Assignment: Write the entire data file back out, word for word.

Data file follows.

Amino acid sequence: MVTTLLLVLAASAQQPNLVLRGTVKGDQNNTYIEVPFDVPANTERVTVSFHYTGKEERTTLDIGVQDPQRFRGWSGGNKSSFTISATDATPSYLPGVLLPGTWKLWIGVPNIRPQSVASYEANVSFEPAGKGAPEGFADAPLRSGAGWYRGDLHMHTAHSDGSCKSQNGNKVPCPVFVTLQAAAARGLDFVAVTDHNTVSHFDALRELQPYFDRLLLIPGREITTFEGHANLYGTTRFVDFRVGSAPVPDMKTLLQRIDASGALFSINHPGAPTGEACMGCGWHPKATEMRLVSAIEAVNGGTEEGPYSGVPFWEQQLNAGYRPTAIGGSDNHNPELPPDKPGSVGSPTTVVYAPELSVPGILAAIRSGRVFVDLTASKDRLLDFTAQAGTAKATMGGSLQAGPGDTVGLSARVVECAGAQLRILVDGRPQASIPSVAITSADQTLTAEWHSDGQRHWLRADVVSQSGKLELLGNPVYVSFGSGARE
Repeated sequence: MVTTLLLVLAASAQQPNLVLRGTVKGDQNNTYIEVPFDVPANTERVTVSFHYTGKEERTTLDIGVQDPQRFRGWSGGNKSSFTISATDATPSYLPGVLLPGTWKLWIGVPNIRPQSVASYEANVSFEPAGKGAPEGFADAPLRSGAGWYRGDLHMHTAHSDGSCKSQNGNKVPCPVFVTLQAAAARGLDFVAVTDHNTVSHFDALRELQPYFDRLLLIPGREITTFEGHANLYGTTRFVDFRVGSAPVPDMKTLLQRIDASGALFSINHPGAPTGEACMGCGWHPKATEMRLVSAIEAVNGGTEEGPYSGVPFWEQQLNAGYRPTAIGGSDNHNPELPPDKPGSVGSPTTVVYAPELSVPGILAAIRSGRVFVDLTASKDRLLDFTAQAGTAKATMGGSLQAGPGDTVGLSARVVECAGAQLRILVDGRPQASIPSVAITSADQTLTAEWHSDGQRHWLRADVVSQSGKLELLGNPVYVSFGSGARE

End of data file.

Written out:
Amino acid sequence: MVTTLLLVLAASAQQPNLVLRGTVKGDQNNTYIEVPFDVPANTERVTVSFHYTGKEERTTLDIGVQDPQRFRGWSGGNKSSFTISATDATPSYLPGVLLPGTWKLWIGVPNIRPQSVASYEANVSFEPAGKGAPEGFADAPLRSGAGWYRGDLHMHTAHSDGSCKSQNGNKVPCPVFVTLQAAAARGLDFVAVTDHNTVSHFDALRELQPYFDRLLLIPGREITTFEGHANLYGTTRFVDFRVGSAPVPDMKTLLQRIDASGALFSINHPGAPTGEACMGCGWHPKATEMRLVSAIEAVNGGTEEGPYSGVPFWEQQLNAGYRPTAIGGSDNHNPELPPDKPGSVGSPTTVVYAPELSVPGILAAIRSGRVFVDLTASKDRLLDFTAQAGTAKATMGGSLQAGPGDTVGLSARVVECAGAQLRILVDGRPQASIPSVAITSADQTLTAEWHSDGQRHWLRADVVSQSGKLELLGNPVYVSFGSGARE
Repeated sequence: MVTTLLLVLAASAQQPNLVLRGTVKGDQNNTYIEVPFDVPANTERVTVSFHYTGKEERTTLDIGVQDPQRFRGWSGGNKSSFTISATDATPSYLPGVLLPGTWKLWIGVPNIRPQSVASYEANVSFEPAGKGAPEGFADAPLRSGAGWYRGDLHMHTAHSDGSCKSQNGNKVPCPVFVTLQAAAARGLDFVAVTDHNTVSHFDALRELQPYFDRLLLIPGREITTFEGHANLYGTTRFVDFRVGSAPVPDMKTLLQRIDASGALFSINHPGAPTGEACMGCGWHPKATEMRLVSAIEAVNGGTEEGPYSGVPFWEQQLNAGYRPTAIGGSDNHNPELPPDKPGSVGSPTTVVYAPELSVPGILAAIRSGRVFVDLTASKDRLLDFTAQAGTAKATMGGSLQAGPGDTVGLSARVVECAGAQLRILVDGRPQASIPSVAITSADQTLTAEWHSDGQRHWLRADVVSQSGKLELLGNPVYVSFGSGARE